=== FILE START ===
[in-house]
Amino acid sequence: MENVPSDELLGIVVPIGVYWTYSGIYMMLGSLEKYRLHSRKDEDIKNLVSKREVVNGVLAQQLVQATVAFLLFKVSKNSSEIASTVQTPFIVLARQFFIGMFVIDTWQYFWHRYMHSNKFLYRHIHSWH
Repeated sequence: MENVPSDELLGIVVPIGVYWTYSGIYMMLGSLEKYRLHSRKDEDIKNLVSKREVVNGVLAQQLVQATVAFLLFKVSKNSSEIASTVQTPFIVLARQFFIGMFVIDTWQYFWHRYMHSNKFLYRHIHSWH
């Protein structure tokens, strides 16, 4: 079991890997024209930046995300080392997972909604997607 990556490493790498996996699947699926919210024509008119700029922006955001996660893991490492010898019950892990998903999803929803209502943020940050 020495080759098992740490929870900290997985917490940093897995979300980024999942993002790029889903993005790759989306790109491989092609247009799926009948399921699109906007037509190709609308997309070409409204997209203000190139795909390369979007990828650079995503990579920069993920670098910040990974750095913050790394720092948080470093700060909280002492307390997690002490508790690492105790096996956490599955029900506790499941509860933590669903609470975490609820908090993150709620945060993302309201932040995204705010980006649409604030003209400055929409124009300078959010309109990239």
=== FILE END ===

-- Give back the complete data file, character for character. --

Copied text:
[in-house]
Amino acid sequence: MENVPSDELLGIVVPIGVYWTYSGIYMMLGSLEKYRLHSRKDEDIKNLVSKREVVNGVLAQQLVQATVAFLLFKVSKNSSEIASTVQTPFIVLARQFFIGMFVIDTWQYFWHRYMHSNKFLYRHIHSWH
Repeated sequence: MENVPSDELLGIVVPIGVYWTYSGIYMMLGSLEKYRLHSRKDEDIKNLVSKREVVNGVLAQQLVQATVAFLLFKVSKNSSEIASTVQTPFIVLARQFFIGMFVIDTWQYFWHRYMHSNKFLYRHIHSWH
């Protein structure tokens, strides 16, 4: 079991890997024209930046995300080392997972909604997607 990556490493790498996996699947699926919210024509008119700029922006955001996660893991490492010898019950892990998903999803929803209502943020940050 020495080759098992740490929870900290997985917490940093897995979300980024999942993002790029889903993005790759989306790109491989092609247009799926009948399921699109906007037509190709609308997309070409409204997209203000190139795909390369979007990828650079995503990579920069993920670098910040990974750095913050790394720092948080470093700060909280002492307390997690002490508790690492105790096996956490599955029900506790499941509860933590669903609470975490609820908090993150709620945060993302309201932040995204705010980006649409604030003209400055929409124009300078959010309109990239």